- The absence of an existing province-wide CTR program allows B.C. to create a world-leading program from the ground up by examining best practices in other jurisdictions and then creating a modern program including local innovation.
A selection of CTR practices from elsewhere:
1. Washington State
Washington’s CTR Law was passed in 1991 with goals to improve air quality, reduce traffic congestion, and reduce the consumption of petroleum fuels through employer-based programs that encourage the use of alternatives to driving alone.
2. State of California
A program designed by the South Coast Air Quality Management District to reduce emissions caused by employee commuting. The South Coast of California includes primarily Los Angeles, San Diego, and Orange County.
The purpose and objective of the TDM ordinance is to implement the goals and policies of the City’s General Plan by proactively managing congestion, reducing automobile dependence and enhancing transportation choices by requiring trip reduction plans for all types of trips—work, shopping, leisure, school, and appointments.
S.M.M.C. Chapter 9.53 requires employers to submit detailed reporting on the transportation habits of employees. This information is provided annually to the City of Santa Monica by completing plan forms.
The iCommute program assists commuters by providing carpool and ridematching services, a subsidized vanpool program, transit solutions, regional support for biking, the Guaranteed Ride Home program, information about teleworking, and bike and pedestrian safety program support for schools. Employer Services provides assistance to local businesses, helping them develop and implement customized employee commuter benefit programs that lower costs, increase productivity, and help the environment.
3. State of Massachusetts
This report provides an assessment of best practices in Trip Reduction Ordinances (TRO) from around the United States and is intended to guide and inform policy at the city and state level in Massachusetts in the hopes of strengthening the Massachusetts Department of Environmental Protection (MA DEP) Rideshare Regulation and the city of Boston’s Transportation Access Plan Agreements (TAPAs).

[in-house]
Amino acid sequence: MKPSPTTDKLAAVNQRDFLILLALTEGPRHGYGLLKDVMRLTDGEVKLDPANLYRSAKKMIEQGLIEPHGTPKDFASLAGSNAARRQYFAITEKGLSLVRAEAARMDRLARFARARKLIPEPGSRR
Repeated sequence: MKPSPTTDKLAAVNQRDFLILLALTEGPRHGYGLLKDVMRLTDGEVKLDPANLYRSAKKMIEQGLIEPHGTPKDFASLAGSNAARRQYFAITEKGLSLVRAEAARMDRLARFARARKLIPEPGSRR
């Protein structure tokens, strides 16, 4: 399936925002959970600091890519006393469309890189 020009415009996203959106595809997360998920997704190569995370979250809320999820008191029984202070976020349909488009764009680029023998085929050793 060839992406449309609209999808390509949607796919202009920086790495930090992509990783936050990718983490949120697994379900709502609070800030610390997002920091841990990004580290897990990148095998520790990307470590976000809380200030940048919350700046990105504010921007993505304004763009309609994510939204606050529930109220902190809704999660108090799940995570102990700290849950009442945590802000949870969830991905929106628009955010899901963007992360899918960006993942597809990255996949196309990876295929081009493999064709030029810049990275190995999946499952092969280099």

The Rideshare Regulation is an air quality initiative that requires employers exceeding applicable employee thresholds, including businesses, academic institutions, and healthcare facilities, to develop plans and set goals to reduce commuter drive alone trips by 25% from a baseline established through an employee survey.
CHALLENGES AND THREATS
- As mentioned previously, CTR is not currently mentioned in any B.C. provincial legislation, and municipalities do not appear to have not adopted ordinances or implemented programs specifically for CTR.
- Unwillingness of employers (as well as other intuitions and organizations) to create CTR strategies when it is not legislated by the government to do so. Similarly, there may be an unwillingness of governments (be they upper or lower-tier) to create, implement, and maintain CTR legislation, policies, and/or guidelines.
- Inadequate/ineffective regulatory framing that fails to incentivize/encourage employers to continuously work towards achieving CTR goals. Related to this is inadequate implementation and monitoring of strategies.
- Maintaining driving as a “cheap” and “convenient” mode of travel (e.g. not charging the full cost of using roads, cheap car insurance, gas, and parking).
- Providing inadequate provision of transportation alternatives (walking, cycling, transit, HOV facilities) and unsupportive land uses (low-density, suburban style development).
Conclusion: how to move forward?
A CTR program has potential to improve upon environmental, social and economic sustainability.
Based on the examples of CTR legislation, plans, and programs presented in Part I and II of this series, it is clear that the Province of B.C., municipalities, and other agencies have a role to play in the design, implementation, and monitoring of effective CTR. What is also clear is that there are many ways to do so.
Given how common CTR programs are becoming in other jurisdictions, and the effectiveness being recorded, one wonders why the Province of B.C., districts and municipalities aren’t moving together on this already…
What could be done to encourage more discussion on this topic? …who could, or should be included in this conversation?
How might CTR garner more attention from planners and decision-makers in all tiers of government, as well as agencies and organizations such as ICBC, WorkSafeBC, chambers of commerce, transport authorities, large employers, and real-estate developers?